This system includes a monitor, which provides an enlarged view of what the electron beam is told to “write.” A six-foot enclosed cabinet with computer components is wired to the guts of the operation—the electron beam. Located inside a chest-high, cylindrical device, the electron beam passes into a big, steel vacuum chamber. The capsule, containing water and the dissolved ink, and the silicon wafer are loaded into the vacuum chamber. “The electron beam comes into the capsule through this greenish window, through the liquid, and prints the pattern on the wafer.

“Our goal is to accelerate the pace of prototyping and decrease the expense. The equipment we use is expensive, but the materials that go into the prototype are the same things you’d use to coat a piece of jewelry with platinum or gold. It’s nothing more sophisticated than that, whereas some of the previous attempts along these lines have used really uncommon, incredibly expensive, hazardous chemicals. We’re working with much less toxic, much less expensive, readily available starting materials.”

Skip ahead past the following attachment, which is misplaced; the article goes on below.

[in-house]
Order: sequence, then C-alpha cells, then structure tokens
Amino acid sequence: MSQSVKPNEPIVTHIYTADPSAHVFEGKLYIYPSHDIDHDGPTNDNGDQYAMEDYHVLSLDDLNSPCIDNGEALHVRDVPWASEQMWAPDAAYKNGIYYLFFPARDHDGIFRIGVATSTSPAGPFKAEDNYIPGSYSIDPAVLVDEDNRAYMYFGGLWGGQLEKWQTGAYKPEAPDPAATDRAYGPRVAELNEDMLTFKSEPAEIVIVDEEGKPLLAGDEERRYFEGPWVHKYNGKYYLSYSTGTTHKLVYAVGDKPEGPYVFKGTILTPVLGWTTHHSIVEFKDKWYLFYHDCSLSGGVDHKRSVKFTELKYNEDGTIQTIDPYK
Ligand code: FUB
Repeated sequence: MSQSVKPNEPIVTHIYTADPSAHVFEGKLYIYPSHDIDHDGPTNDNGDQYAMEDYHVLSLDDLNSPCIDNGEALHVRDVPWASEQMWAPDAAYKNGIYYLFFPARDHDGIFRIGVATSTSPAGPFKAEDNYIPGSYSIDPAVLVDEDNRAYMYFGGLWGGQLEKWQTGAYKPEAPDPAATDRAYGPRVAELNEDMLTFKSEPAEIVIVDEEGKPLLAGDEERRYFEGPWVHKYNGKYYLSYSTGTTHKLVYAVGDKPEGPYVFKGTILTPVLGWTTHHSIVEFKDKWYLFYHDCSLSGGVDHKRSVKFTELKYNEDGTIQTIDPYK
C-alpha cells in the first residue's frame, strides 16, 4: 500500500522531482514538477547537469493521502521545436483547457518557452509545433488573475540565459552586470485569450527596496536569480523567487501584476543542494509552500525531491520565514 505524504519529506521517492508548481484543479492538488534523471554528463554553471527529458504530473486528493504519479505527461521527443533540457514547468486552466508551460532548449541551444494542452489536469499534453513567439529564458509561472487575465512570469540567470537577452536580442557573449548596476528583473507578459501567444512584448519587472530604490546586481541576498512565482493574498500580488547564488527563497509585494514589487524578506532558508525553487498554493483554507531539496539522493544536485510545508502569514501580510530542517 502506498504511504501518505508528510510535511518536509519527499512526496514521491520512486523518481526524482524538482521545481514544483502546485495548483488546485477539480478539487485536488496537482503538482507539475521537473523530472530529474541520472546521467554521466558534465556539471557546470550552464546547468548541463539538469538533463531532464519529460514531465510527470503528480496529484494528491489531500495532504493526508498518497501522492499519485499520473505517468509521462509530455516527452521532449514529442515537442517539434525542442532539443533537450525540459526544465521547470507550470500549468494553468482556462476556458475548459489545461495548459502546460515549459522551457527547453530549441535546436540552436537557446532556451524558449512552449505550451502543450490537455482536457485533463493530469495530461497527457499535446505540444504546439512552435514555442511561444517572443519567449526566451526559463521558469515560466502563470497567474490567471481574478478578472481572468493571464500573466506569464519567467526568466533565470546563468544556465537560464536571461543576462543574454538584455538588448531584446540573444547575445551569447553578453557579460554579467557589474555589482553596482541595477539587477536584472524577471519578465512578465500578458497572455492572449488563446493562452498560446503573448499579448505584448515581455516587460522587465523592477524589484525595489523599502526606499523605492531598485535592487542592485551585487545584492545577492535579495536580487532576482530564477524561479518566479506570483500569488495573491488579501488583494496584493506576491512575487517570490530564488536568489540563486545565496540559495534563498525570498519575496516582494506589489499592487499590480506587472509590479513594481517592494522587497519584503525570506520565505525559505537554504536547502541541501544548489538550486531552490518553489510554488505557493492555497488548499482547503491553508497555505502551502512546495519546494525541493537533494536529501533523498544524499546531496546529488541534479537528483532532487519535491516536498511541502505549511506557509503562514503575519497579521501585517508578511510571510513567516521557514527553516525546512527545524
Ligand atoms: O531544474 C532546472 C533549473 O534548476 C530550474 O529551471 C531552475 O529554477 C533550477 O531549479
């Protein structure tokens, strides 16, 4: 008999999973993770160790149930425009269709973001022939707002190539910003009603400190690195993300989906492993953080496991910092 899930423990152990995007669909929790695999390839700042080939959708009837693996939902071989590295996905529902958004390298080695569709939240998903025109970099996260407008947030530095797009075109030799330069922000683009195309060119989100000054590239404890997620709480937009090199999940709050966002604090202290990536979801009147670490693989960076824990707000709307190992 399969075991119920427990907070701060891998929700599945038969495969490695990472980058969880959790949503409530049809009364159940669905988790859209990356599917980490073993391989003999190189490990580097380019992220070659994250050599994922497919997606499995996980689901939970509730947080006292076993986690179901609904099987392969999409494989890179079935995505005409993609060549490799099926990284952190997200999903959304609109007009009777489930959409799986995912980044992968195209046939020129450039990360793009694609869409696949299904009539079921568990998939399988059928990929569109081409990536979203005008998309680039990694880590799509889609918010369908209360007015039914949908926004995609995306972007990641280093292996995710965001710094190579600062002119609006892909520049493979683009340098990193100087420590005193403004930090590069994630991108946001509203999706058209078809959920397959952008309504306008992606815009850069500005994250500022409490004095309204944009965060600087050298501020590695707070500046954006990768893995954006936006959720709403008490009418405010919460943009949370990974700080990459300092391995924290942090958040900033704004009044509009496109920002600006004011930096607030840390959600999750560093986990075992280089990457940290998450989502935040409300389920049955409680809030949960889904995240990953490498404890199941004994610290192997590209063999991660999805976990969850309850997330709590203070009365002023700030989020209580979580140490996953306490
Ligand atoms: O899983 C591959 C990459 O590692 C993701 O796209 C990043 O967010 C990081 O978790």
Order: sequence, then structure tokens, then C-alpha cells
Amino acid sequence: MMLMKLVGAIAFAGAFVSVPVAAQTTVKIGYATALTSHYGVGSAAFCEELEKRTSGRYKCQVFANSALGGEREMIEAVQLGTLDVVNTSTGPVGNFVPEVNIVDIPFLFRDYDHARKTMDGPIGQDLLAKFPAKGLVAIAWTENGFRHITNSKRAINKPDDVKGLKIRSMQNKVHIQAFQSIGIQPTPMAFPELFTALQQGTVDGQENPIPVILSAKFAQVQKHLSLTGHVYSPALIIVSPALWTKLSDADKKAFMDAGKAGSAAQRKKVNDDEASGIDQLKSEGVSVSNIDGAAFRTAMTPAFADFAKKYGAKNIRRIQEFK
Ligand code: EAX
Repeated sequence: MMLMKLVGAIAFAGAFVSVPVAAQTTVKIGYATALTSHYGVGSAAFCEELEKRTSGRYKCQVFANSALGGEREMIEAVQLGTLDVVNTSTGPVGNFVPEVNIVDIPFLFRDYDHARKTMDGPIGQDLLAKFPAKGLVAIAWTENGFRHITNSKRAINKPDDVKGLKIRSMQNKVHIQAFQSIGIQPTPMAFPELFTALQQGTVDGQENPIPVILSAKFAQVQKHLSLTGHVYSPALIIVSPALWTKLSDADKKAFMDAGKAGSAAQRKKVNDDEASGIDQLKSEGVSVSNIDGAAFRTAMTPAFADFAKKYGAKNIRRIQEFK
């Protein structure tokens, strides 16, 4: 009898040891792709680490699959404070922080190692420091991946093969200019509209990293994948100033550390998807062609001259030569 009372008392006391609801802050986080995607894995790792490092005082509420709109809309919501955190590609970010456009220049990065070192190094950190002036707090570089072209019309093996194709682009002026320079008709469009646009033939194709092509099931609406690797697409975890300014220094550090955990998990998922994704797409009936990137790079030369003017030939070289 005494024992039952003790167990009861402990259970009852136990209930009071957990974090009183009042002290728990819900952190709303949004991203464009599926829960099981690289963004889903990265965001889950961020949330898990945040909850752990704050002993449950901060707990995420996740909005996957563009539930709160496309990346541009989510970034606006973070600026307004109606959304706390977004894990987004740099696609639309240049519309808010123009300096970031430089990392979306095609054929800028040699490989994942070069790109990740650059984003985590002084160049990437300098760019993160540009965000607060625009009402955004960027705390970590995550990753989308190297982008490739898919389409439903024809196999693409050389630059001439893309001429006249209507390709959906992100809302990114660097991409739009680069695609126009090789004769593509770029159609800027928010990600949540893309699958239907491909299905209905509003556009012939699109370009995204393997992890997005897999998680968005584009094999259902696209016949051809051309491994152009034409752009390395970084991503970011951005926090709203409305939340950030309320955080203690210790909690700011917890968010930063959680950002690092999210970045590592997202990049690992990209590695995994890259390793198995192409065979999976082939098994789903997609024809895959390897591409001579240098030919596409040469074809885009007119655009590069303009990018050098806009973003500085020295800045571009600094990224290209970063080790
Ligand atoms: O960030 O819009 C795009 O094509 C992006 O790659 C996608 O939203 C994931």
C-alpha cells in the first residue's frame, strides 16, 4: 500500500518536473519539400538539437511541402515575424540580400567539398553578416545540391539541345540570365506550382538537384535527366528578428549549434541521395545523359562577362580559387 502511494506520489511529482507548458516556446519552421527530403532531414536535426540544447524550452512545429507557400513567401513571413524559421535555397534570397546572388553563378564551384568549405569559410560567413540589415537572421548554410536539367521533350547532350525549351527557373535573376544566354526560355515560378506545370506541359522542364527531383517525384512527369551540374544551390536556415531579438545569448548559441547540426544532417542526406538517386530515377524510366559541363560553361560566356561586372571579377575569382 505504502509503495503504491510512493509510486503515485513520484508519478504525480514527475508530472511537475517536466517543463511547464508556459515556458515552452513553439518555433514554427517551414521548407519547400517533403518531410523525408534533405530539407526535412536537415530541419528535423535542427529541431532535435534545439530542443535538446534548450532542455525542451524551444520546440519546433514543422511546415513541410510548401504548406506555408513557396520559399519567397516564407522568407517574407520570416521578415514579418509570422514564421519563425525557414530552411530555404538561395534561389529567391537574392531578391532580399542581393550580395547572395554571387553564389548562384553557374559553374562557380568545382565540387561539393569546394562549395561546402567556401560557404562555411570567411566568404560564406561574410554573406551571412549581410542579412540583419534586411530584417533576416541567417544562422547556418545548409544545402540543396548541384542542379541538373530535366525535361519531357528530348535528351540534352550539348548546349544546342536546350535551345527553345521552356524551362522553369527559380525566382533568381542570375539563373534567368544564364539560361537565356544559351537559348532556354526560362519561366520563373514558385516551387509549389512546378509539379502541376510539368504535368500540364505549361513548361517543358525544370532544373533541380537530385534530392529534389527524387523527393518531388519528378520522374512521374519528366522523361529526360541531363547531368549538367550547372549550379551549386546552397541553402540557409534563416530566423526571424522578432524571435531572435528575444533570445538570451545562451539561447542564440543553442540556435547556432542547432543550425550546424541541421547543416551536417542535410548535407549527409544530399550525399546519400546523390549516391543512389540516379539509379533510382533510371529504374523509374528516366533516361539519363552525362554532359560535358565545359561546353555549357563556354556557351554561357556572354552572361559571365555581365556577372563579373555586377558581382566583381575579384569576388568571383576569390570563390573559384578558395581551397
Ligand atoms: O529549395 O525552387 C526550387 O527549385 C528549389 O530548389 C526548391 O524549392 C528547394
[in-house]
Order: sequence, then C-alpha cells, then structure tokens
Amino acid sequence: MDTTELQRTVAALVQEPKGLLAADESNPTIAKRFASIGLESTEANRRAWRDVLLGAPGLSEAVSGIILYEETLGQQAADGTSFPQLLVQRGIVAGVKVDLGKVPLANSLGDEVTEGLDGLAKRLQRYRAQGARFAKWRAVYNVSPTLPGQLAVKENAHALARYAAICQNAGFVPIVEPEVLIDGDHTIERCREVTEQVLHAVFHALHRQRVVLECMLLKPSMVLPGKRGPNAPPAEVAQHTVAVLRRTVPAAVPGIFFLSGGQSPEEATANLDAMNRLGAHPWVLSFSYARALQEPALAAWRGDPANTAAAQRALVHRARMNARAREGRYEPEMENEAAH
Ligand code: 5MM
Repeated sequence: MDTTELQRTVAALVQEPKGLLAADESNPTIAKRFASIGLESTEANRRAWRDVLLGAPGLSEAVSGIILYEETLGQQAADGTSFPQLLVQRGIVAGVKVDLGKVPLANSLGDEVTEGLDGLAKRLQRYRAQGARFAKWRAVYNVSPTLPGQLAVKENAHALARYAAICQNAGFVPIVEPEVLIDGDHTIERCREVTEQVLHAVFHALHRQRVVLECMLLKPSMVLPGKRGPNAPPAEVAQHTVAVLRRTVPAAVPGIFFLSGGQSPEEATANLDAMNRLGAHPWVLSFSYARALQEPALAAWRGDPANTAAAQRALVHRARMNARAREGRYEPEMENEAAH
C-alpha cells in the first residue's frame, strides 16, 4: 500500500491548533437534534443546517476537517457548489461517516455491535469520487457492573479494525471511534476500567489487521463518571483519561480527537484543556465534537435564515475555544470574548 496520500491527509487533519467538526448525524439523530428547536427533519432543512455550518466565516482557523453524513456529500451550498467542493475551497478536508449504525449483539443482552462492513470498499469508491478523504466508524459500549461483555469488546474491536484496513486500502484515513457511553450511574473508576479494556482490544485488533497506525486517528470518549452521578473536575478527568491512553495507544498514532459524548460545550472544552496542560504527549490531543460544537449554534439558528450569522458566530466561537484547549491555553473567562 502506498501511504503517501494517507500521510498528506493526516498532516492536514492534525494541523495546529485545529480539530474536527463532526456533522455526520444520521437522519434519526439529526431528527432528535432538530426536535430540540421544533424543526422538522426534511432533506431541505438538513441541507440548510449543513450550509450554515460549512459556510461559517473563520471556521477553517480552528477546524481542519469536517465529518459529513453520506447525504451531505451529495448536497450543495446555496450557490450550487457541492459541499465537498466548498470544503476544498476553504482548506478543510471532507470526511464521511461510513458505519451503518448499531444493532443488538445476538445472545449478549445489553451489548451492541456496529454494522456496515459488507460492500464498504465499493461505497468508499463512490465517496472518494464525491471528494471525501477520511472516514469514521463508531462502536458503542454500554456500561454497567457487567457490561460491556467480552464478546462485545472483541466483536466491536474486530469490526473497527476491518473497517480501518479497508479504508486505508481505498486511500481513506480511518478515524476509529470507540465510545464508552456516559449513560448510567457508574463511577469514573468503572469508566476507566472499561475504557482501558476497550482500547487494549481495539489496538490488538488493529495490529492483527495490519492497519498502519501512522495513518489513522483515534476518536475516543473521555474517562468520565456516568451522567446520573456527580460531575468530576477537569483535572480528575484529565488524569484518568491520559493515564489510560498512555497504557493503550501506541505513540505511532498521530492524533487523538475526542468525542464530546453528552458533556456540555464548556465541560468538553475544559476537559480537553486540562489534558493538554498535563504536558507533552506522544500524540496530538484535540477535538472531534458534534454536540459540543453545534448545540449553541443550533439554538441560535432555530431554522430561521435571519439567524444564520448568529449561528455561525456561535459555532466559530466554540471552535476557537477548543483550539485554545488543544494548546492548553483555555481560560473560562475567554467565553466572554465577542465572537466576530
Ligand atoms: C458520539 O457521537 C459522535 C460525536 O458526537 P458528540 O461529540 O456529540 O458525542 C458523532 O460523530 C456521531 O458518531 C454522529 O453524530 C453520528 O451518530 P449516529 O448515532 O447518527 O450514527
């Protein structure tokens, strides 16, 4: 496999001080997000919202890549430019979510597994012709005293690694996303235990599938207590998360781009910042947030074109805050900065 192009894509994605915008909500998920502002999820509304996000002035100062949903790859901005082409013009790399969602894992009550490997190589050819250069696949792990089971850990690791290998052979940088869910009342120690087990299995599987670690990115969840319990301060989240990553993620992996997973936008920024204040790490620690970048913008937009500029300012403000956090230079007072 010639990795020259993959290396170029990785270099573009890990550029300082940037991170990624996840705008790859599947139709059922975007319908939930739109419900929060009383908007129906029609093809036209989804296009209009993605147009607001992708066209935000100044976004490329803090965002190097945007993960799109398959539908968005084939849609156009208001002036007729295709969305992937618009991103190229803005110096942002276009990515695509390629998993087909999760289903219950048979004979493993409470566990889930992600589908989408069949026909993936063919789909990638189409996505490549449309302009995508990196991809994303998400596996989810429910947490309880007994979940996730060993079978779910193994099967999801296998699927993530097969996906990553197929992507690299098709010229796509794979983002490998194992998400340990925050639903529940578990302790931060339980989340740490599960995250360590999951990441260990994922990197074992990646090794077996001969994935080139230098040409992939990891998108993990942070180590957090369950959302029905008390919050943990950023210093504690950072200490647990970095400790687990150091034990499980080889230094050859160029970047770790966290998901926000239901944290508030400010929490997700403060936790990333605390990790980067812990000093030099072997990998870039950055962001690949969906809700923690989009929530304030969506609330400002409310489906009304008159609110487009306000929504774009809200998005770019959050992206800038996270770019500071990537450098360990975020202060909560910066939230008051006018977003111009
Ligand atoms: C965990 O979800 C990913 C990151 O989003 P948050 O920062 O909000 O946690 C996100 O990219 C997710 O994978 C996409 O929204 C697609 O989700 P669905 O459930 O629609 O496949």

Hastings says the DARPA-funded project is particularly exciting because “you always have more ideas than you have time and resources to try out. I hope this project will let us, and hopefully many other scientists and engineers, try out our ideas at the nanoscale and see what we can achieve with less time and effort.”

Hastings

J. Todd Hastings, electrical and computer engineering, developed and is now testing a “printer” that can rapidly try out new nanoscale designs without the lag time of a week or a month it usually takes to build a prototype.

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printer diagram

This diagram shows Hastings’ “printing” process: an electron beam passes through a membrane, into the water and dissolved gold or platinum, and “writes” the nanoscale pattern on the silicon.

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capsule

This dime-sized capsule holds water containing dissolved gold or platinum. An electron beam passes through this green window, through the liquid, and prints on the silicon wafer.